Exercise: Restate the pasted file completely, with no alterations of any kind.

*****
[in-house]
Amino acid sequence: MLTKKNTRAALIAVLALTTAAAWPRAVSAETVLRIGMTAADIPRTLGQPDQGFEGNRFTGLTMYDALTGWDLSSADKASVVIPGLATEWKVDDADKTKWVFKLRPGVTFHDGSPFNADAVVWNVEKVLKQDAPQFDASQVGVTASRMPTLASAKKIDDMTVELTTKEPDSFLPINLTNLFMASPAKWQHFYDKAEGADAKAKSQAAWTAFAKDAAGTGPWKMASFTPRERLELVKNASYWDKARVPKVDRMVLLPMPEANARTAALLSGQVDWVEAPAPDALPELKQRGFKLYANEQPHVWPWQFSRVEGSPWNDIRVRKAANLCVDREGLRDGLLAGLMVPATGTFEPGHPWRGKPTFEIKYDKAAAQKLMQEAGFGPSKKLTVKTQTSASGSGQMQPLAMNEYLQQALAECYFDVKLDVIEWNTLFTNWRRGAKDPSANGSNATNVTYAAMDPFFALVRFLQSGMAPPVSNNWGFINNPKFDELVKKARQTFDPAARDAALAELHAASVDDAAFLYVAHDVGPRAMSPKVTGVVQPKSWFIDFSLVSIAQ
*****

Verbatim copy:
[in-house]
Amino acid sequence: MLTKKNTRAALIAVLALTTAAAWPRAVSAETVLRIGMTAADIPRTLGQPDQGFEGNRFTGLTMYDALTGWDLSSADKASVVIPGLATEWKVDDADKTKWVFKLRPGVTFHDGSPFNADAVVWNVEKVLKQDAPQFDASQVGVTASRMPTLASAKKIDDMTVELTTKEPDSFLPINLTNLFMASPAKWQHFYDKAEGADAKAKSQAAWTAFAKDAAGTGPWKMASFTPRERLELVKNASYWDKARVPKVDRMVLLPMPEANARTAALLSGQVDWVEAPAPDALPELKQRGFKLYANEQPHVWPWQFSRVEGSPWNDIRVRKAANLCVDREGLRDGLLAGLMVPATGTFEPGHPWRGKPTFEIKYDKAAAQKLMQEAGFGPSKKLTVKTQTSASGSGQMQPLAMNEYLQQALAECYFDVKLDVIEWNTLFTNWRRGAKDPSANGSNATNVTYAAMDPFFALVRFLQSGMAPPVSNNWGFINNPKFDELVKKARQTFDPAARDAALAELHAASVDDAAFLYVAHDVGPRAMSPKVTGVVQPKSWFIDFSLVSIAQ